MillikanAlumni
Time Line

You're invited to send in a short story about some point in your life.

By
Jack Jakubik '60

Jim Hanchett's story about President Kennedy brought back a flood of
memories, so I thought I would relate my own memory of that time.

 

It was good to be back in Brienne. The last couple of months in Thailand and Vietnam was horrible. Six of us were sent in to train South Vietnamese pilots on the Sikorsky H-34. I had to get a new issue of fatigues, as mine had rotted on my body. Thank God for the talcum powder. I gave up the hazardous duty pay and went back on isolation pay. Brienne Le Chateau, France, population 200, was 100 miles from anywhere. We outnumbered the village by 100. We could only get Armed Forces Radio, Munich on a good day. Other than that, it was BBC, London. I forgot what TV was. It was a classified base assigned to NATO. We rebuilt rotary wing and fixed wing aircraft from the bottom up, with the latest technology. My job was to flight test rotary wing (Helicopters) and train new pilots on the latest Automatic Pilot systems.

The village was only 4 cliques down the road, so I went to Brienne for dinner. It's was snowing like a machine, and I had a bad cold from the climate change. There was only a couple of us in the bar when it happened. It was around 8:00PM, when the old woman who owned the bar came out of the kitchen screaming that the President had been shot. I thought she meant the President of France, and I really didn't care. Then she yelled no, Kennedy.....Kennedy!

Within a very few minutes, the Military Police came and told us to report back immediately. My heart was in my mouth as I passed through the one and only Main Gate. They were setting up machine guns. When I entered my room, my 2 roommates were already in battle dress, yelling at me to hurry up and draw weapons and ammo. I don't know what I was feeling? I'm sure my blood pressure was about 500/200. We kept asking "What's the latest?" No one knew. AFN Munich wasn't coming in either that night. We thought World War III was about ready to start.

Then the order came down to save all flyable aircraft. Get them out of the hangers and onto the surrounding pads, in case of air attack. I was assigned an aircraft and 12 men. We were all in a state of disbelief. I warmed the ship up and taxied on out to an empty pad. I was met by a fuel truck, to top me off. I was told to keep it warmed up, in case I had to take it up quickly. I remember how warm it was, as I had the engine heater blower going through the cockpit and crew compartment. I tuned in the BBC, @ 200Mz on the low frequency navigation. It wasn't the top of the hour, and they were not talking about President Kennedy. At 10:00PM, the news loop started. American President John Kennedy and Texas Governor John Connley had been shot. There was speculation that it was an assassination attempt by the Soviet Union. They were taken to the hospital and there was no further word on their condition. Then there were some political analogies, but nothing current. I had to relay what I was hearing, as there was only headsets in the cockpit. About 7 or 8 minutes into the news, the tower cut in and told me to shut it down. Take your men 10 meters from the aircraft and dig in. At the top of each hour, warm it back up to cylinder head temperature and then shut it down and get back in your trench.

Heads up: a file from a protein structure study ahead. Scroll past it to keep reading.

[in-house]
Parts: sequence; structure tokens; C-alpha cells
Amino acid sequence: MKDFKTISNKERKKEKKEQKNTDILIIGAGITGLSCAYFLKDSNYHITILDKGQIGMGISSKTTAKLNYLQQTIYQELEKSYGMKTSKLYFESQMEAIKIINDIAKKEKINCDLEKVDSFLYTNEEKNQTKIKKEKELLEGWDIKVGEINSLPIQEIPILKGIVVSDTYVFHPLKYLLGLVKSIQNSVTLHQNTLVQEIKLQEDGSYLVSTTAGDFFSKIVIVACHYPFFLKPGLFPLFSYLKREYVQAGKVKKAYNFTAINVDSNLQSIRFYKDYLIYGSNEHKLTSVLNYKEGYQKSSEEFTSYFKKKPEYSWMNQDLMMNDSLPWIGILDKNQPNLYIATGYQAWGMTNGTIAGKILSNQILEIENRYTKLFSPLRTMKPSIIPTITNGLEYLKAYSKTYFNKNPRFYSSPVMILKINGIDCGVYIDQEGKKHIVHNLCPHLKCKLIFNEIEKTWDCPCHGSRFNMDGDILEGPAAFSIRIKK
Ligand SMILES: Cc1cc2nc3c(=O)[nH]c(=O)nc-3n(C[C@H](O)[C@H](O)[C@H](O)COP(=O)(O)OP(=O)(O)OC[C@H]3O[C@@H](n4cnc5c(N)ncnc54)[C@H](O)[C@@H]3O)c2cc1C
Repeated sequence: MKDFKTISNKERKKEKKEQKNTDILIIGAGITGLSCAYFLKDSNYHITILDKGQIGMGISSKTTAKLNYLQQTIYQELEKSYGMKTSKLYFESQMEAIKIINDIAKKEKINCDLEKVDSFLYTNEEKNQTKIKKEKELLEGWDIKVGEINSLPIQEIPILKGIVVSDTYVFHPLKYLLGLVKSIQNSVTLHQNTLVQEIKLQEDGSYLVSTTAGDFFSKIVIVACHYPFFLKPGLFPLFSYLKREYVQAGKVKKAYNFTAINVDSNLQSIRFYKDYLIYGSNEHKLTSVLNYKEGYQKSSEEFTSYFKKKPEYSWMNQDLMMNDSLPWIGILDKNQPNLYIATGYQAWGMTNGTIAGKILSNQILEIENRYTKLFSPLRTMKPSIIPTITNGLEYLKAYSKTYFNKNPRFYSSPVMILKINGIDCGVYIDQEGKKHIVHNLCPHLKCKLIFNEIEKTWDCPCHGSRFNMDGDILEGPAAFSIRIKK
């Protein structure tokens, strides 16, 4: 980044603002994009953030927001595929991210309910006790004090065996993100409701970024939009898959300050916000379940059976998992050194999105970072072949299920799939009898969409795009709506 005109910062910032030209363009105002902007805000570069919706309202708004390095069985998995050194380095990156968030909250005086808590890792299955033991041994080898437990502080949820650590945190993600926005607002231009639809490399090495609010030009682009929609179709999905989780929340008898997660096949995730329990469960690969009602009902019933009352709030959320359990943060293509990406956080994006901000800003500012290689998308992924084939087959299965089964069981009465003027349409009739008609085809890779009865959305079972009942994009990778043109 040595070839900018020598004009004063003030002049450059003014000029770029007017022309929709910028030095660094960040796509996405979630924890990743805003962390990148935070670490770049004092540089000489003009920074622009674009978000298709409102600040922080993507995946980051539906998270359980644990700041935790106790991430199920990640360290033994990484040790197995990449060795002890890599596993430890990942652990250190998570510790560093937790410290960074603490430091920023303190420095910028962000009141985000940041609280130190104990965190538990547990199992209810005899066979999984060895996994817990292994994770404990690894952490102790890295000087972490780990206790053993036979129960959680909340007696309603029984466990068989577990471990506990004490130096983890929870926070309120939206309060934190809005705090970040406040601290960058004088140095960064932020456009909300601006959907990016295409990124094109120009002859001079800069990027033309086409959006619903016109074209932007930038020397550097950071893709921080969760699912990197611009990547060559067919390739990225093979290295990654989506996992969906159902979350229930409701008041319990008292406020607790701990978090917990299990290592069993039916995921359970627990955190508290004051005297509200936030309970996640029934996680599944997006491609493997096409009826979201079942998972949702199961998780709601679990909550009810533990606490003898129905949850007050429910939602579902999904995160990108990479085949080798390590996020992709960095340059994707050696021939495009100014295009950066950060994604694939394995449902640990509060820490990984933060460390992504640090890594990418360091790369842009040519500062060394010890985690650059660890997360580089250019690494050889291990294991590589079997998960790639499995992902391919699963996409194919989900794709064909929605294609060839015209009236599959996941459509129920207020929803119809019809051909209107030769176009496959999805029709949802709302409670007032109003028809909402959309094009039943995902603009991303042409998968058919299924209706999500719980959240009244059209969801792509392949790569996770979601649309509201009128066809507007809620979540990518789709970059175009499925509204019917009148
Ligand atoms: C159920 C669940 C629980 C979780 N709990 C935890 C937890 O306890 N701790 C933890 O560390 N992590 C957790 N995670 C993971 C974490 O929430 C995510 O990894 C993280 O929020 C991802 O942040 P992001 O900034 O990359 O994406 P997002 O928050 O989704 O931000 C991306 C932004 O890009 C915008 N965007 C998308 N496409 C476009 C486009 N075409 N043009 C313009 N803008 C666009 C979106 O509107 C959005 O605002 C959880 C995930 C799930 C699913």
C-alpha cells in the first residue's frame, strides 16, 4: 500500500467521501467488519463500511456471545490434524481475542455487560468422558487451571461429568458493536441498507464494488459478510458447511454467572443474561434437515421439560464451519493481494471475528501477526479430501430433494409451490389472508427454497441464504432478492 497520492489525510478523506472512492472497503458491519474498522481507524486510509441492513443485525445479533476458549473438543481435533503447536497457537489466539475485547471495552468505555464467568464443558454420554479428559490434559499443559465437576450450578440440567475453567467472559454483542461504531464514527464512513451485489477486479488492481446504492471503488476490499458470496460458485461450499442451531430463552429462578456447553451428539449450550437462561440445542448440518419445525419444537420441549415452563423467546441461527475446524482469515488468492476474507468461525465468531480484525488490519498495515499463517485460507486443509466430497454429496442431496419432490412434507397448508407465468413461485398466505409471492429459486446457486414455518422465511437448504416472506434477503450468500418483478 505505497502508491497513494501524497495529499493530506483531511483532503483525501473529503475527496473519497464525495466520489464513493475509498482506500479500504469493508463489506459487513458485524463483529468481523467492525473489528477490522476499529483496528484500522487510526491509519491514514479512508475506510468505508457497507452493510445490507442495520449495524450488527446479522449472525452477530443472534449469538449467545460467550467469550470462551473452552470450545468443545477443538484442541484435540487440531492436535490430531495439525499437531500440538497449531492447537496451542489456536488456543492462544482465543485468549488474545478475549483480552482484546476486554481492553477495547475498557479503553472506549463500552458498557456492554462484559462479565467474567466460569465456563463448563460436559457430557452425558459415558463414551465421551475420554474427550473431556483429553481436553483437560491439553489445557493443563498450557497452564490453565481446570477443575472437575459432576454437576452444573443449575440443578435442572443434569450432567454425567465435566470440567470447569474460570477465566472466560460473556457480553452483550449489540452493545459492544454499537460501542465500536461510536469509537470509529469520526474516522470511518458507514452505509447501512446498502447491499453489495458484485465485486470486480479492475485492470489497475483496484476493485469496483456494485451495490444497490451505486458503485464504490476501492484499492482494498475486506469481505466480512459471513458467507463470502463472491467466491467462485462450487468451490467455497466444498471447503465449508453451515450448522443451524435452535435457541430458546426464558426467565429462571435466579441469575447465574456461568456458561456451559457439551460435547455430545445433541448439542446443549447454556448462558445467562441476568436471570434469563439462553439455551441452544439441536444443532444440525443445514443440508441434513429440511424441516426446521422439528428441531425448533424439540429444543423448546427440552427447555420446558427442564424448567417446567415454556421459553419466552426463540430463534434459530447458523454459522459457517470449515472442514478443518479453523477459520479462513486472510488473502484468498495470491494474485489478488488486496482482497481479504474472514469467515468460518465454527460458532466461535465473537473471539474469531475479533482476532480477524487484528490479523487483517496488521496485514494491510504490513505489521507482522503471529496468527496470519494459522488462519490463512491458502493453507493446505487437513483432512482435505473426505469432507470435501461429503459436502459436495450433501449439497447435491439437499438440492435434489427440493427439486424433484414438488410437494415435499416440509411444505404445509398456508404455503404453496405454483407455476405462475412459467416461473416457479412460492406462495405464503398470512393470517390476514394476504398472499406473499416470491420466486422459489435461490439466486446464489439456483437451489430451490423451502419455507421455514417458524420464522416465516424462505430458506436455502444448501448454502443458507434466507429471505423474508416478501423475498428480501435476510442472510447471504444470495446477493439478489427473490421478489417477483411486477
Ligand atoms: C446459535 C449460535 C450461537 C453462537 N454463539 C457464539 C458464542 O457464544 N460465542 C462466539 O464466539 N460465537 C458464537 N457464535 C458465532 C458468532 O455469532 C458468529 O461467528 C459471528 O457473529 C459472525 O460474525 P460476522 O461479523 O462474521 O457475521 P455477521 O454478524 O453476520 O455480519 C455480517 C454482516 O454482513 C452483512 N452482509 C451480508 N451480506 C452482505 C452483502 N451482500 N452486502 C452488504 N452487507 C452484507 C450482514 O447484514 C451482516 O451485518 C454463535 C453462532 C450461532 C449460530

God it was cold. My nose was running down to my chin. I ran out of Newports, and somebody gave me a 1/2 pack of Camels. Every hour I would run up the engine and listen to the same recorded news loop. Nothing current. Then the Officer of the Day came by and told us that our President was dead. In the same breath he said "Lock 'N Load, get ready to Rock 'N Roll." Scared? A few of us were crying, thinking we would like to be home. So little information. Why can't we find out what the hell is going on? Our minds as well as our bodies were just plain numb. They brought us out some hot coffee and smokes just before dawn.

I was climbing down after my 07:00AM warm up, when I heard a machine gun. There was no mistaking the sound. I hollered "Safety's Off," as I ran back to the trench. I couldn't believe this was happening. Hearts in our mouths, we waited. A few minutes later, we heard several people screaming "Safety's On, Safety's On." Then the Stand Down order came. The War had not started. Only some poor French liaison engineer, who came through a void in the perimeter fence. He was shot and killed by the tower gunner, causing a major International incident at the time.

We stayed out there in the snow for another day. Then someone decided that the world was safe, and we got to put things away and go back to our barracks. We just laid around that day, still numb from what had happened. The following day, we all dressed in Class A's, and stood a memorial formation and service for our fallen President. And then, life went back to normal.

For that day and time in history, most of the modern world witnessed the events as they were happening. Around the clock TV and radio, etc. For me, everything was second hand. I had missed one of the most tragic days in history.

Jack Jakubik '60 - Henderson, NV



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